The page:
Report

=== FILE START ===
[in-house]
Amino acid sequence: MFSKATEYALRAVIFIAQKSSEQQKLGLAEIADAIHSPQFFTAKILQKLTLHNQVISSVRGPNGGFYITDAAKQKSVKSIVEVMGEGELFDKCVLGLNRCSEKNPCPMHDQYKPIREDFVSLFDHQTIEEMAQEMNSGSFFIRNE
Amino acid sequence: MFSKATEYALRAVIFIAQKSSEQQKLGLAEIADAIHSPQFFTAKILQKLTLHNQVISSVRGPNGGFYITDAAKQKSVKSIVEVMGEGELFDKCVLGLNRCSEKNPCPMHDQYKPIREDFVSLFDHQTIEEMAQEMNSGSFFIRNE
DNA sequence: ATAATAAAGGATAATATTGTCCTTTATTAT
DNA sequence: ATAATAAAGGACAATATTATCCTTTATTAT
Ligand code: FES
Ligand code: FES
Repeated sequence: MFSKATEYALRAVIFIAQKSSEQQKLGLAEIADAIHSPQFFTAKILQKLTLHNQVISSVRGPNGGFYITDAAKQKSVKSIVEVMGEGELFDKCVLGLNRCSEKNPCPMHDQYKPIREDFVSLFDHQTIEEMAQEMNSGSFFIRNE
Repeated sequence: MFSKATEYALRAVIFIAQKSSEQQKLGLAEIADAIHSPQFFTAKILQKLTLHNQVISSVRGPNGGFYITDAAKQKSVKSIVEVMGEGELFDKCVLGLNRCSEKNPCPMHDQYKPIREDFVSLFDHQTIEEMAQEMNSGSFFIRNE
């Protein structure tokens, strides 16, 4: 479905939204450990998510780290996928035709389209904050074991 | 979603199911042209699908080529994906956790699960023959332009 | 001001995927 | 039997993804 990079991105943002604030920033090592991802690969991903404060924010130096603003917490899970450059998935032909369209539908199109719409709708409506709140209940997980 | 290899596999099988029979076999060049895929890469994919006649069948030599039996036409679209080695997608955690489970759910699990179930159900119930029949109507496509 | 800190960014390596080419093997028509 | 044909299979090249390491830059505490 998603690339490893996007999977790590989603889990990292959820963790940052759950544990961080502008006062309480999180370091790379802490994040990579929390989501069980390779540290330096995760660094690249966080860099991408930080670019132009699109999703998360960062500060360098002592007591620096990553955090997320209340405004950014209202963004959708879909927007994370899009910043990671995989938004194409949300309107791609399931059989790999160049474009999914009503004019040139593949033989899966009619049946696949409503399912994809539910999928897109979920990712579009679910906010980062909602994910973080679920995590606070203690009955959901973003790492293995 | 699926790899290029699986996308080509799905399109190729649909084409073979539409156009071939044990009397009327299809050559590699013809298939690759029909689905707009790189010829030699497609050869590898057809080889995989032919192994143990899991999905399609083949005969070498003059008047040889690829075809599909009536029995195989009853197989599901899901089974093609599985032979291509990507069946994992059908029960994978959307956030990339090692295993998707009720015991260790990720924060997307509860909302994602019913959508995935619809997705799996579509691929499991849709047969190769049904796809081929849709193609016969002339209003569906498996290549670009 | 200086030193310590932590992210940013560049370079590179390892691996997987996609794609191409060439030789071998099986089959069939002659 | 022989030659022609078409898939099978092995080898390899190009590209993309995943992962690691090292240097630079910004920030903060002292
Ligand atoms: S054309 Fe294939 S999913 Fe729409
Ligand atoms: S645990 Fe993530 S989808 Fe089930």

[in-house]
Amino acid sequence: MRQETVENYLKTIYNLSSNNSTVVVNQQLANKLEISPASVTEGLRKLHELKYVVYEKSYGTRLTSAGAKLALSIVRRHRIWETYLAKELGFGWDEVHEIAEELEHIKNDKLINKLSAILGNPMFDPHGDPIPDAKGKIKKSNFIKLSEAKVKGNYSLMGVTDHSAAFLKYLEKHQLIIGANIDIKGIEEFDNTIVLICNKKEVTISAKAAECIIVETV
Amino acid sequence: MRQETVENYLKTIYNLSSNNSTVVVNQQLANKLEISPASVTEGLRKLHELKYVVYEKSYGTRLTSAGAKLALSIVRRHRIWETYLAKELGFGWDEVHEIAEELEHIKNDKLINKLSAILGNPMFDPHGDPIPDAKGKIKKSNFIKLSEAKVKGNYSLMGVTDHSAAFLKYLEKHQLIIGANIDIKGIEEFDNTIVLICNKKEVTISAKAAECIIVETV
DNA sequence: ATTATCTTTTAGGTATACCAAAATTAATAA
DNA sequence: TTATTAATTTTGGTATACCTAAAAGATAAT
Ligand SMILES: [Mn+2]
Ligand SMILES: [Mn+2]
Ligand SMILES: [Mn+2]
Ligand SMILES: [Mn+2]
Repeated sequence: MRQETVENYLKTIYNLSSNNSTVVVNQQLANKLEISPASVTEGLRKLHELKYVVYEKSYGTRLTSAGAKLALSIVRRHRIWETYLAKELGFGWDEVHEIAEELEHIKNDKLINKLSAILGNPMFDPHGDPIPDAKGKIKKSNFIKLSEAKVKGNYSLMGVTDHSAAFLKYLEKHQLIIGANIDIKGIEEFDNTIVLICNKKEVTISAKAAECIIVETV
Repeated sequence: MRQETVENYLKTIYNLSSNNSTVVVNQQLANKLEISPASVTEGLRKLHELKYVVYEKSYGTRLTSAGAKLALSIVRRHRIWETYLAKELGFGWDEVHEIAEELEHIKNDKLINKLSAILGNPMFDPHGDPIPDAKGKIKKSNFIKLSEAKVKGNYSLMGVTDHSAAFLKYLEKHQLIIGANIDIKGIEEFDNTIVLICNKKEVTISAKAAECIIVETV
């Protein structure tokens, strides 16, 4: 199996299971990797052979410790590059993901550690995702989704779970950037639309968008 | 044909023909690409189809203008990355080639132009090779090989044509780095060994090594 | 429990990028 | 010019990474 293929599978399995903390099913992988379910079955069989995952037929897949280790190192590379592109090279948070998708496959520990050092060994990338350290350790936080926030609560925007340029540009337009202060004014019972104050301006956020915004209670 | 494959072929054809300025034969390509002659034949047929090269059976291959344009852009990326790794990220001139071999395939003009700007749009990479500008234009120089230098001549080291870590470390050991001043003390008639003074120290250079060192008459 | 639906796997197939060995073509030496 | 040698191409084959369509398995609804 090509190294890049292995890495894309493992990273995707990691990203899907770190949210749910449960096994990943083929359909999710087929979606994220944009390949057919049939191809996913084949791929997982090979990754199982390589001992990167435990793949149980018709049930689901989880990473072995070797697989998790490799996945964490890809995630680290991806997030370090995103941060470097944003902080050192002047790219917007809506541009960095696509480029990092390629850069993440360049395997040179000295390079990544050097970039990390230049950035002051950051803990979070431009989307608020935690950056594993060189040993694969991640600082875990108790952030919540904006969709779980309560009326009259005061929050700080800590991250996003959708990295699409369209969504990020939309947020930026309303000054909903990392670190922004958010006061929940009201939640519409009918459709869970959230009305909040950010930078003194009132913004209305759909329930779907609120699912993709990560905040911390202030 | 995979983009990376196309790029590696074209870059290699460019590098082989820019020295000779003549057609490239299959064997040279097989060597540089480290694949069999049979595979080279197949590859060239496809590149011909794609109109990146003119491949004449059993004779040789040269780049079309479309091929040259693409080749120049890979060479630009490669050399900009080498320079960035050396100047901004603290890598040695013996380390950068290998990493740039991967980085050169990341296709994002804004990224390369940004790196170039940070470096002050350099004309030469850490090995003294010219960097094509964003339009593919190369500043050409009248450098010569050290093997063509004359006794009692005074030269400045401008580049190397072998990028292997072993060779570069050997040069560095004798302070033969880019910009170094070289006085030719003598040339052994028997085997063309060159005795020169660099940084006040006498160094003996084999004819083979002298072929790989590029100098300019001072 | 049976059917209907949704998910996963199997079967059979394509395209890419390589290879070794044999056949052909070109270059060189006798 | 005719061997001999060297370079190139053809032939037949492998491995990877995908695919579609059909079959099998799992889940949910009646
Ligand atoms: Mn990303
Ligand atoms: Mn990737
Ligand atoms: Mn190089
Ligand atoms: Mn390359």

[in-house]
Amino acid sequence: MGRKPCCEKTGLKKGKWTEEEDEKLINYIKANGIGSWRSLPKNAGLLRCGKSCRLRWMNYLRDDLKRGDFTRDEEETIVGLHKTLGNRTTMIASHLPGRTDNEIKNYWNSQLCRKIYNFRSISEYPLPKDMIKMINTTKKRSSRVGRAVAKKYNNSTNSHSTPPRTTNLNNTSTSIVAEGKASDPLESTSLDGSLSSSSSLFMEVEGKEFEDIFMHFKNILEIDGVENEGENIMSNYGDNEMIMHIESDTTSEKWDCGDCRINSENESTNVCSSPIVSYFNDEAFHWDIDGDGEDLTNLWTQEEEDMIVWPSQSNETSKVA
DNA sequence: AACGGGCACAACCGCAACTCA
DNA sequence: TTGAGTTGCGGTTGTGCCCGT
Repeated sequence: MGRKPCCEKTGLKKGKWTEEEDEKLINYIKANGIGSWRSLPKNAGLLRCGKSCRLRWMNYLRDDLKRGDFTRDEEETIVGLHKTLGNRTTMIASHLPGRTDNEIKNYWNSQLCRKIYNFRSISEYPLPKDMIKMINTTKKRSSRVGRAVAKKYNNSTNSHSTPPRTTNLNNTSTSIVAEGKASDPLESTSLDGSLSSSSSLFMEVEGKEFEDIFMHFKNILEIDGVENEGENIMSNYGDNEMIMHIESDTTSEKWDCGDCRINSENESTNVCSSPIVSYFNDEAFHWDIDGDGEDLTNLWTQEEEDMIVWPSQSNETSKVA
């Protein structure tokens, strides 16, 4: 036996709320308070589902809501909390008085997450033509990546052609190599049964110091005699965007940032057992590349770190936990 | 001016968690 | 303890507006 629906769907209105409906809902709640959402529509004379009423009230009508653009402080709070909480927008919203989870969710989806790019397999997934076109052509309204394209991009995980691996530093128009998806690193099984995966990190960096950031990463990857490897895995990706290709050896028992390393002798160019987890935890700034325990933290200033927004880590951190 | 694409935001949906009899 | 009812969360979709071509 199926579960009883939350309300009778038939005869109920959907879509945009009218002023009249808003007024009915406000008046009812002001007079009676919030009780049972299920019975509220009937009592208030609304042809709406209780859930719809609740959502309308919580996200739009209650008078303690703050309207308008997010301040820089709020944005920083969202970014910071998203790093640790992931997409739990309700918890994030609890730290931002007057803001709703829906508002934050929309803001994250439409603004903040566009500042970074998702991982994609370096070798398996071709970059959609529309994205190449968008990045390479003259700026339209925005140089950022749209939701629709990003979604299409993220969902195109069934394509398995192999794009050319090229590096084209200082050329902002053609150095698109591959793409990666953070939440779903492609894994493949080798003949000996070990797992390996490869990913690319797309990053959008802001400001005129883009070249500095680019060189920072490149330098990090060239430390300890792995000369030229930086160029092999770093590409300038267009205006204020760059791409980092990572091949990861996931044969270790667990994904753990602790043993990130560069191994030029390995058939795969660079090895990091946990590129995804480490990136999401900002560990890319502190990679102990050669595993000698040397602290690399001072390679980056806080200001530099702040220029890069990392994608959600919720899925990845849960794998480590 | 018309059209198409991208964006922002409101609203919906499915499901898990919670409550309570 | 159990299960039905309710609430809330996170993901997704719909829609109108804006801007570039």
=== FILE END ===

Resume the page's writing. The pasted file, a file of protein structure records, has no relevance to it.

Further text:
Lecture 5 The meaning of wave function (c) So Hirata, Department of Chemistry, University of Illinois at Urbana-Champaign. This material has been developed and made available online by work supported jointly by University of Illinois, the National Science Foundation under Grant CHE-1118616 (CAREER), and the Camille & Henry Dreyfus Foundation, Inc. through the Camille Dreyfus Teacher-Scholar program. Any opinions, findings, and conclusions or recommendations expressed in this material are those of the author(s) and do not necessarily reflect the views of the sponsoring agencies. The Born interpretation of wave function A wave function gives the probability of finding the particle at a certain location. This is the most commonly misunderstood concept in quantum chemistry. It is a mistake to think of a particle spreading like a cloud according to the wave function. Only its probability density does. The Born interpretation What is a wave function? It has all the dynamical information about the particle. More immediately, it has the information about the location of the particle. Max Born The Born interpretation The square of the wave function |Ψ|2 at a point is proportional to the probability of finding the particle at that point. 0 Always real, non-negative 2 * Complex conjugate of Ψ a bi (a bi)* (a bi) (a bi)(a bi) 2 a 2 b 2i 2 a 2 b 2 0 The Born interpretation A wave function is in general complex. But |Ψ|2 is always real, non-negative. The Born interpretation One-dimension: if the wave function of a particle has the value Ψ at point x, the probability of finding the particle between x and x+dx is proportional to |Ψ|2 dx. The Born interpretation Three-dimension: the probability of finding the particle in an infinitesimal volume dτ = dx dy dz at point r is proportional to |Ψ(r)|2 dτ. |Ψ(r)|2 is the probability density. The Born interpretation It is a mistake to think that a particle spreads like a cloud or a mist with density proportional to |Ψ|2. (Such an interpretation was seriously considered in physics but was dismissed.) The Born interpretation Many notable physicists resisted the Born interpretation such as Erwin Schrödinger and Albert Einstein, the very architects of quantum mechanics. The strongest advocates were Max Born and Niels Bohr. Today, we know that this is the correct interpretation. Nobel Prizes in Physics 1918 Planck – Quantization of energy 1920 Einstein – Photoelectric effect 1921 Bohr – Quantum mechanics 1927 Compton – Compton effect 1929 de Broglie – de Broglie relation 1932 Heisenberg – Quantum mechanics 1933 Schrödinger & Dirac – Atomic theory 1945 Pauli – Pauli principle 1954 Born – Born interpretation Normalization When Ψ satisfies the Schrödinger equation 2 2 H V ( x, y, z ) E 2m so does NΨ, where N is a constant factor 2 2 H ( N) V ( x, y, z )( N) E ( N) 2m because this equation has Ψ in both rightand left-hand sides. Normalization We are free to multiply any constant factor (other than zero) to Ψ, without stopping it from the solution of the Schrödinger equation. Remembering that |Ψ|2dxdydz is only proportional to the probability of finding the particle in dxdydz volume at (x,y,z), we consider it the most desirable and convenient if the wave function be normalized such that finding the particle somewhere in the space is equal to 1. Normalization We multiply a constant to Ψ. N such that 2 dx N dx 1 2 2 2 dxdydz N dxdydz 1 2 2 These equations mean that probability of finding the particle somewhere is 1. After normalization, |Ψ|2dxdydz is not only proportional but is equal to the probability of finding the particle in the volume element dxdydz at (x,y,z). Normalization For these equations to be satisfied 2 dx N 2 2 dx 1 2 dxdydz N 2 2 dxdydz 1 we simply adjust N to be N 1 dx 2 N 1 dxdydz 2 N is a normalization constant, and this process is called normalization. Dimension of a wave function Normalized wave functions in one and three dimensions satisfy 2 dx 1 2 dxdydz 1 where the right-hand side is dimensionless. Ψ has the dimension of 1/m1/2 (one dimensional) and 1/m3/2 (three dimensional). Example Normalize the wave function e–r/a . 0 Hint 1: Hint 2: 0 n ax xe n! dx n 1 a 2 0 0 f ( x, y, z )dxdydz Whole Space 0 f (r , , )r 2 dr sin dd Hint 2 2 0 0 f ( x, y, z)dxdydz Whole Space 0 f (r , , )r dr sin dd 2 Example The normalization constant is given by N 2 1 dxdydz 2 1 2 r sin drdd 2 r sin drdd e 2 2 r / a0 0 2 0 0 r dr sin d d 2 2 3 2 2 a 0 3 (2 / a0 ) 0 N sin d cos 0 2 1 a 3 0 ; Ne r / a0 1 a 3 0 er / a0 Dimension 1/m3/2 Normalization and time-dependent SE If Ψ is a normalized solution of timeindependent SE, Ψeik for any real value of k is also a normalized solution of SE because e ik 2 e ik * eik *e ik ik ik e e 2 eik 2 The simplest example is when eiπ = –1. Ψ and –Ψ are both normalized and with the same probability density |Ψ|2. Normalization and time-dependent SE Therefore, both Ψ and Ψeik correspond to the same time-independent system. In other words, a time-independent wave function has inherent arbitrariness of eik where k is any real number. For example, Ψ and –Ψ represent the same time-independent state. Let us revisit time-dependent and independent Schrödinger equations. Time-dependent vs. time-independent æ 2p ö iç x-2pn t ÷ è l ø ¶ ¶ i Y=i e = i -i2pn e ¶t ¶t 2 h = -i 2pnY = hnY = EY 2p ¶ ¶ i Y=i e ¶t ¶t E -i t ( æ Eö = i ç -i ÷ e è ø ) E -i t æ 2p ö iç x-2pn t ÷ è l ø = EY Time-dependent vs. time-independent ( x, t ) x ( x)t (t ) x ( x)e E i t Time-dependent Schrödinger equation ¶ ¶ ¶ -i E t HY(x,t) = i Y(x,t) = Y x (x)i Y t (t) = Y x (x)i e ¶t ¶t ¶t = EY x (x)Y t (t) = EY(x,t) Time-independent Schrödinger equation If we substitute the wave function into time-dependent equation we arrive at time-independent one. Normalization and time-dependent SE This means even though this wave function has apparent time-dependence ( x, t ) x ( x)t (t ) x ( x)e E i t it should be representing time-independent physical state. E i t In fact e (which we call “phase”) is viewed as the arbitrariness eik. Probability density is ( x, t ) x ( x)e 2 E 2 i t x ( x) 2 Essentially time-independent! Time-dependent vs. time-independent ( x, t ) x ( x)t (t ) x ( x)e E i t What is a “phase”? ( x, t ) x ( x)t (t ) x ( x)e E i t Allowable forms of wave functions The Born interpretation: the square of a wave function is a probability density. This immediately bars a wave function like figure (c), because a probability should be a unique value (single valued) Allowable forms of wave functions Probability should add up to unity, when all possibilities are included. Square of a wave function should integrate to unity. This bars a function like (d) because it integrates to infinity regardless of any nonzero normalization constant (square 2 integrable). ò Y¢ dx = 1 Allowable forms of wave functions Apart from the Born interpretation, the form of the Schrödinger equation itself set some conditions for a wave function. 2 2 é ù d ˆ ˆ HY = ê + V (x)ú Y = EY 2 ë 2m dx û The second derivatives of a wave function must be well defined. Allowable forms of wave functions For the second derivative to exist, the wave function must be continuous, prohibiting a function like (a) which is discontinous. It is also impossible to imagine a system where the probability density changes abruptly. Allowable forms of wave functions For the second derivatives to be nonsingular, the wave function should usually be smooth, discouraging a kinked function like (b). There are exceptions. When the potential V also has a singularity, a kinked wave function is possible. Existence of first and second derivatives Summary The Born interpretation relates the wave function to the probability density of a particle. A wave function can be normalized such that square of it integrates to unity (100 % probability of finding a particle somewhere). A wave function should be single-valued, square-integrable, continuous, and (smooth)*. *Exceptions exist.